During the final positioning it is common for the Parkinson's sufferers to experience significant tremors, at times with movement arcs of five or more inches. The introduction of electrical pulses from the neurostimulator often demonstrates an instant cessation, or great reduction, in these tremors.
Despite considerable excitement on the part of the patient, great patience is an asset as the best results are sought before final placement of the lead. This means questions, answers, tasks, and trials. Understandably, most patients are at this point happy to comply. Once final placement is established, the lead is carefully anchored in the brain. The distal (surface) end is also secured exterior to the skull, and tucked into a pouch formed underneath the skin of the scalp.
At this point, a general anesthesia is administered to ensure patient comfort, while the wire that will form the extension is tunneled beneath the tissue of neck and torso, and the neurostimulator unit itself is implanted using techniques pioneered for cardiac pacemakers.
The experiences of patients immediately post DBS implantation differs according to individual factors and neurosurgeon preferences. Some practitioners prefer to utilize traditional post anesthesia recovery, which also allows an interval for CNS settling before turning on the new impulse generator. Other practitioners or situations may call for an extensive period of post procedural stabilization that takes into account the time needed for swelling, irritation, and potential tissue inflammation to resolve. This means that the wait before start-up may stretch out for up to two weeks before active neurostimulation begins.
As with all spectrums, some situations warrant a different path for recovery, occasionally even allowing patients to rouse from anesthesia in the surgery suite with the neurostimulator functioning, and even walk, with assistance, into a post anesthesia recovery setting using their own, newly regained, abilities.
Whether or not active use of the stimulation device begins immediately post implant, some clients exhibit a period of respite in their motor symptoms post electrode implantation. Why this decrease in motor symptoms sometimes occurs is not yet known. Many clinicians speculate that irritation to the over-active neurons of the target area during the physical placement of the lead and the subsequent intra-operative testing of the stimulus generation unit may cause a transient diminishment in aberrant motor impulses.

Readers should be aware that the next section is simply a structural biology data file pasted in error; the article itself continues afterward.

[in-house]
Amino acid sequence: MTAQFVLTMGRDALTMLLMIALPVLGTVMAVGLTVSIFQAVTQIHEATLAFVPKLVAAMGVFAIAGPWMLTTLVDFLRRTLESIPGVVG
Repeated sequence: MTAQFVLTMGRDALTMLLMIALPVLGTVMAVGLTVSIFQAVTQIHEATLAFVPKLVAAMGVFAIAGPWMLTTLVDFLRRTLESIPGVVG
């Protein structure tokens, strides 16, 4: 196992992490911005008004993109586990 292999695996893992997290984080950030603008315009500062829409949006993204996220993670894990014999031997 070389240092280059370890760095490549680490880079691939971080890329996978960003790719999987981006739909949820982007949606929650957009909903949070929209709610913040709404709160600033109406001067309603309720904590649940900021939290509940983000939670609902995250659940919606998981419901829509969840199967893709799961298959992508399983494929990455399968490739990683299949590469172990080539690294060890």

Whatever the particular needs or practitioner preferences may call for, the excitement runs high during this time in both patient and family. It is important to help ensure that conditions remain safe, as a long, physically exhausting procedure has just occurred. Reminders that motions, movements, and abilities will need time to re-train and adjust to the sudden changes must be stressed, as should reminders that medications to help control residual symptoms are an important part of the total care needed to combat progression of the disease.
Frequent reminders may also be needed that the procedure is not yet finished! With the neurostimulator now implanted the delicate task of determining the correct settings for the best stimulation results are yet to be concluded.
Despite all that has led up to this point, the job remains only partially complete. Now begins the taxing task of determining neurostimulator programming. The exact sequence of pulsations, pulse rates, intervals between pulses, and voltage levels needed all require managing and will be unique to each person. It is, therefore, acknowledged that when it comes to the intricate task of programming the impulse generator for best response, this, like many things is life, will require a great deal of trial and error.
It is also important to be aware that settings producing good results immediately after implantation will not be those that produce the best results later. The very act of inserting the electrode lead into the brain tissue (i.e. inducing a micro-lesion) has been found to create changes within tissue responsiveness. This means that once tissue stabilization occurs, transmitter settings may require adjusting down, up, or being completely recalibrated.